MARINE CORPS BASE CAMP LEJEUNE, N.C. -- Whether seeking money for college and adventure abroad, or out of a desire to serve their country and pursue physical, mental and moral self-improvement, the young men and women of America join the ranks of the United States Marine Corps for reasons as diverse as the individuals who serve.
For one Marine, it was pursuing a lifelong dream, and he got a head start in fulfilling it in an unexpected manner.
“I started working in the 2nd Marine Division occupational safety field, working toward a lifelong goal,” explained Lance Cpl. Edward T. Herd, 2nd Marine Division occupational safety specialist. “My goal is to pick up a master’s degree in occupational safety and health. What I’ve learned in my job and through my Marine Corps training has been invaluable.”
Nowadays, the Carteret, NJ native and his fellow safety specialists investigate accidental chemical exposures, training exercise mishaps, and conduct health inspections on Marines’ work and living spaces.
The former Saint Joseph’s High School student of chemical physics claimed he has always been interested in helping people out, and the Marine Corps gave him valuable training on how to do exactly that.
During his time in the Corps, he’s gained valuable insight on himself, and his personal and professional priorities.
“Growing up, I wanted to be a police officer,” Herd continued. “I always wanted to be that ‘ricky recon’ guy, kicking down doors and busting the bad guys.”
But the Corps helped Herd realize that his calling to serve the community was not best served through a career in law enforcement.
Herd joined the Marine Corps in September of 2001 and started his military career as an infantryman with Company B, 1st Battalion, 6th Marine Regiment. It was during this time that he acquired knowledge and underwent experiences that would forever change his life.
“I came from an extremely regimented unit,” he said. “Every day, we were awake at five in the morning, ready to start training. Our beds would be made, our trash taken out, our room left looking clean. This structure gave me a good foundation for learning discipline.”
After two years spent with what he calls “an awesome leadership team,” the young Marine found himself suddenly developing a respiratory illness. It was then that his life took an interesting twist.
“I was diagnosed with respiratory and heart problems,” he stated. Because of the infantry’s highly active lifestyle and frequent deployments, the former athlete, who had been a Diamond Gloves boxing champion while in high school, could no longer continue serving his beloved Corps as a grunt.
“I was offered the chance to do a lateral move (January 2004) into the 2nd Marine Division occupational safety office, a part of the division that wasn’t deploying at the time,” Herd continued.
“My family background also played a big role in this. My mom is a nurse back home, and my dad works the safety field at Public Service Electric and Gas Company. I always liked looking over his books and reading up on code and safety violations.”
The most important reason as to why he chose this career path, however, is because of something that happened back in his native home of Carteret.
Before enlisting in the armed services, Herd worked at a local grocery store. While at work, he accidentally became exposed to toxic chemical vapors caused by liquids that someone had mixed, not knowing that their combination would be harmful.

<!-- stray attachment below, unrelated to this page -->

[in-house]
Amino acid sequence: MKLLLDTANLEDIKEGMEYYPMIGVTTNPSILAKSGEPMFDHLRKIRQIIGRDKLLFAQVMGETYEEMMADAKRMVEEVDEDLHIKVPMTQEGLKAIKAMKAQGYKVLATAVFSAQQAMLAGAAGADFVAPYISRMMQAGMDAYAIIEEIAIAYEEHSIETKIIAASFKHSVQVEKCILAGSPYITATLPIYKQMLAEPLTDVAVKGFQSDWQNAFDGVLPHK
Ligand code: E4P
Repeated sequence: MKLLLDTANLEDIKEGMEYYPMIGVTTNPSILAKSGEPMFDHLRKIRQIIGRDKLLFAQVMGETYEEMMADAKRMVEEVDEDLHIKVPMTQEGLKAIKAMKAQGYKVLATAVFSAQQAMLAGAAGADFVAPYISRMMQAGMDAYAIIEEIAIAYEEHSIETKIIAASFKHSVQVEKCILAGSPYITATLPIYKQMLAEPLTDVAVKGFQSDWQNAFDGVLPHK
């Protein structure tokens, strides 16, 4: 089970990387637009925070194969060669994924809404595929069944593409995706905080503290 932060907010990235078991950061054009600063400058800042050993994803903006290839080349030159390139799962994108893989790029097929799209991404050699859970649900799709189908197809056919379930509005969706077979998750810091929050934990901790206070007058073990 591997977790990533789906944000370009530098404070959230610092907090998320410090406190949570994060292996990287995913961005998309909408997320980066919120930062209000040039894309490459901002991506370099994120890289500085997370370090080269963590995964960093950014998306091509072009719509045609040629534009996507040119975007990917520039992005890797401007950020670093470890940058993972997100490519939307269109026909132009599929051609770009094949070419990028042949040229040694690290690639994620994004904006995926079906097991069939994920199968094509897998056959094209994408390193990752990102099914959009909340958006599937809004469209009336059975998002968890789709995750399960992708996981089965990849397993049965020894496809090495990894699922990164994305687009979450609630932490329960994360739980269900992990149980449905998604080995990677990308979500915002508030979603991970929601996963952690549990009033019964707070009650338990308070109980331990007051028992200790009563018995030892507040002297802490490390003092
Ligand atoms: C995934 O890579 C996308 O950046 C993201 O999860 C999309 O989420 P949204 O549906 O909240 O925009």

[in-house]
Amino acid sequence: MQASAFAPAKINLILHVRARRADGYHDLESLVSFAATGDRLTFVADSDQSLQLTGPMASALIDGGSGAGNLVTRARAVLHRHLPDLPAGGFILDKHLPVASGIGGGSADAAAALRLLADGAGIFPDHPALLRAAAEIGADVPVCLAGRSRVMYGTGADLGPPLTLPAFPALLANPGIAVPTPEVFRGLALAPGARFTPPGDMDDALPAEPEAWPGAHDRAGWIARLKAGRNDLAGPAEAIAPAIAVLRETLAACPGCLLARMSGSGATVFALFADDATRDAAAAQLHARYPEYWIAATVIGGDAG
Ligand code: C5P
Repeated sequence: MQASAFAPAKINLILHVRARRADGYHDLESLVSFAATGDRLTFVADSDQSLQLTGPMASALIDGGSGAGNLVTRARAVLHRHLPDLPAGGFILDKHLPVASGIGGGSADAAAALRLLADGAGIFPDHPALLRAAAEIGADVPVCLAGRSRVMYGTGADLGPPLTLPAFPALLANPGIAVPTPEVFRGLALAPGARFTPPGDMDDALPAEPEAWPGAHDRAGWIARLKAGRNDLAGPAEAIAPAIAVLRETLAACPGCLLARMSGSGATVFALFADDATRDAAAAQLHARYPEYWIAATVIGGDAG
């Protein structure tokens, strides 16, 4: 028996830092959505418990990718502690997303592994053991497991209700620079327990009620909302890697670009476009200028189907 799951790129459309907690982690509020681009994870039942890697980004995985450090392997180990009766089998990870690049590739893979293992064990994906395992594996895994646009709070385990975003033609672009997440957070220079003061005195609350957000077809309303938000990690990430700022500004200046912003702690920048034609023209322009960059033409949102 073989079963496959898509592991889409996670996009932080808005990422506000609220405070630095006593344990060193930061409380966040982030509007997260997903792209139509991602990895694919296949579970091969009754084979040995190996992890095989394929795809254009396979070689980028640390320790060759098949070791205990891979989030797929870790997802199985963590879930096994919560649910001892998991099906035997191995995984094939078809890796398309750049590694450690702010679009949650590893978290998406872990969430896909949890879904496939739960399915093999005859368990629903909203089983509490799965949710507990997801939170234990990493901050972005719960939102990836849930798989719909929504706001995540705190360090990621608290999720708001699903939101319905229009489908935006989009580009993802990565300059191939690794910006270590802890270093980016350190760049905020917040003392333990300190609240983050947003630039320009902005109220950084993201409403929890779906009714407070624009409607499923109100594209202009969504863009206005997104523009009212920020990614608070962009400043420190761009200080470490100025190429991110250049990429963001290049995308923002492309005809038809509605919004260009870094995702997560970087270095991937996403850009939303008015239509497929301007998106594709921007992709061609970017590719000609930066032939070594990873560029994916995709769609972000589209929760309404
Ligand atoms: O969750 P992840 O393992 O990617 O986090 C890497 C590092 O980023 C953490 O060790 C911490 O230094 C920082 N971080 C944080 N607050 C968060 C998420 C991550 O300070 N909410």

“After that, I spent four months in the hospital,” he stated. “My experience of getting hurt at a worksite made me want to prevent anybody else from going through that. It’s something really traumatic, lying in bed, getting pills shoved down your throat, not being able to do anything. To think that (corporations) could do that to somebody and get away with it made me furious.”
Herd was released from his medical care and told that he would suffer “no lasting effects.”
“When I started having problems in the infantry, I knew that a career in the safety field was my calling,” he said.
His health issues, however, proved too great for him to remain in the Corps. Herd is slated to be medically separated by September 2005, and is currently non- deployable. This Marine, however, remains motivated.
Whether working as an occupational safety specialist in the civilian or military sector, he said he is forever thankful for the experiences the Marines afforded him.
“I learned that the Marine Corps is not what people portray it to be, a brainwashed group of individuals,” he said. “There’s some very professional, very intelligent men and women who are Marines and could be making millions of dollars in the civilian world, but they choose to enlist or become officers, because they have the moral courage to do what’s right.”
“To anyone who feels they need discipline in their life, the U.S. armed services is the way to go,” Herd advised. “I’ve done it all in my short life, and this is definitely the place where people come to straighten themselves out.”
Soon, he will pursue his lifelong dream of “nabbing bad guys” in the civilian world, but not as the policeman of his childhood fantasies.
“Safety specialists are ultimately helping to save somebody’s life. You’re creating a better environment for people who work for a living, not the corporate CEOs, but the blue-collar workers of America who work for a living and provide for their families. The last thing they need to happen to them is to be injured on the job and be disabled like I was. If corporations don’t care about their workers, it’s the safety specialists’ job to fine the business and look out for the employees’ welfare.”